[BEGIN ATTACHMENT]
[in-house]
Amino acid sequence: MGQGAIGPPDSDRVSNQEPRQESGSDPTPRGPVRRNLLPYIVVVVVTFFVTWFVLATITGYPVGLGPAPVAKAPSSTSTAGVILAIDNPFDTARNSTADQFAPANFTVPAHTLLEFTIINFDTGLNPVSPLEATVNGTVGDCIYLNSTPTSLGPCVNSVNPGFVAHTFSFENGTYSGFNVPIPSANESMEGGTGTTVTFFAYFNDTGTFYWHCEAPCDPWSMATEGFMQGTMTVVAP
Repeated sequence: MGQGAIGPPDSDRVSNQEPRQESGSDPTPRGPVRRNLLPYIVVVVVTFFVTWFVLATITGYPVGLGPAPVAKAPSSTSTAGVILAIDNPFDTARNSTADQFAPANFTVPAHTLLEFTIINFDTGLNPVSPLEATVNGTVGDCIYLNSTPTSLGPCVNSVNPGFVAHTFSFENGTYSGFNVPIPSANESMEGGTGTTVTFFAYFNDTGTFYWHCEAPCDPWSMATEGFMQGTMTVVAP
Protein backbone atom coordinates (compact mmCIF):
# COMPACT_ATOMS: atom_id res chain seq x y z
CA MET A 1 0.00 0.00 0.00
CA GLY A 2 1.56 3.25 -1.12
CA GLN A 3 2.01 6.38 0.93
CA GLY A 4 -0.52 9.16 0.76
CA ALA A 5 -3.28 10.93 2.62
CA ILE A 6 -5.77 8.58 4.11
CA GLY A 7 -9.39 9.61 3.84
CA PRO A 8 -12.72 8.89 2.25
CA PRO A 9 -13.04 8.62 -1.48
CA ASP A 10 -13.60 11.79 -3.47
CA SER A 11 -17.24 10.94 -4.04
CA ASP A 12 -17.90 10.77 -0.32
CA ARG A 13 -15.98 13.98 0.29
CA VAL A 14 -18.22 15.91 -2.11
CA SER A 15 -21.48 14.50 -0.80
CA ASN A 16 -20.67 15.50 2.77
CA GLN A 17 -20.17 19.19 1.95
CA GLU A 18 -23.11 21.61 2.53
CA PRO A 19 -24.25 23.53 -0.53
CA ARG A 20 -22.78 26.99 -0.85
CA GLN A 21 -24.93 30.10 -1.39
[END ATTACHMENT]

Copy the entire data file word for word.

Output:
[in-house]
Amino acid sequence: MGQGAIGPPDSDRVSNQEPRQESGSDPTPRGPVRRNLLPYIVVVVVTFFVTWFVLATITGYPVGLGPAPVAKAPSSTSTAGVILAIDNPFDTARNSTADQFAPANFTVPAHTLLEFTIINFDTGLNPVSPLEATVNGTVGDCIYLNSTPTSLGPCVNSVNPGFVAHTFSFENGTYSGFNVPIPSANESMEGGTGTTVTFFAYFNDTGTFYWHCEAPCDPWSMATEGFMQGTMTVVAP
Repeated sequence: MGQGAIGPPDSDRVSNQEPRQESGSDPTPRGPVRRNLLPYIVVVVVTFFVTWFVLATITGYPVGLGPAPVAKAPSSTSTAGVILAIDNPFDTARNSTADQFAPANFTVPAHTLLEFTIINFDTGLNPVSPLEATVNGTVGDCIYLNSTPTSLGPCVNSVNPGFVAHTFSFENGTYSGFNVPIPSANESMEGGTGTTVTFFAYFNDTGTFYWHCEAPCDPWSMATEGFMQGTMTVVAP
Protein backbone atom coordinates (compact mmCIF):
# COMPACT_ATOMS: atom_id res chain seq x y z
CA MET A 1 0.00 0.00 0.00
CA GLY A 2 1.56 3.25 -1.12
CA GLN A 3 2.01 6.38 0.93
CA GLY A 4 -0.52 9.16 0.76
CA ALA A 5 -3.28 10.93 2.62
CA ILE A 6 -5.77 8.58 4.11
CA GLY A 7 -9.39 9.61 3.84
CA PRO A 8 -12.72 8.89 2.25
CA PRO A 9 -13.04 8.62 -1.48
CA ASP A 10 -13.60 11.79 -3.47
CA SER A 11 -17.24 10.94 -4.04
CA ASP A 12 -17.90 10.77 -0.32
CA ARG A 13 -15.98 13.98 0.29
CA VAL A 14 -18.22 15.91 -2.11
CA SER A 15 -21.48 14.50 -0.80
CA ASN A 16 -20.67 15.50 2.77
CA GLN A 17 -20.17 19.19 1.95
CA GLU A 18 -23.11 21.61 2.53
CA PRO A 19 -24.25 23.53 -0.53
CA ARG A 20 -22.78 26.99 -0.85
CA GLN A 21 -24.93 30.10 -1.39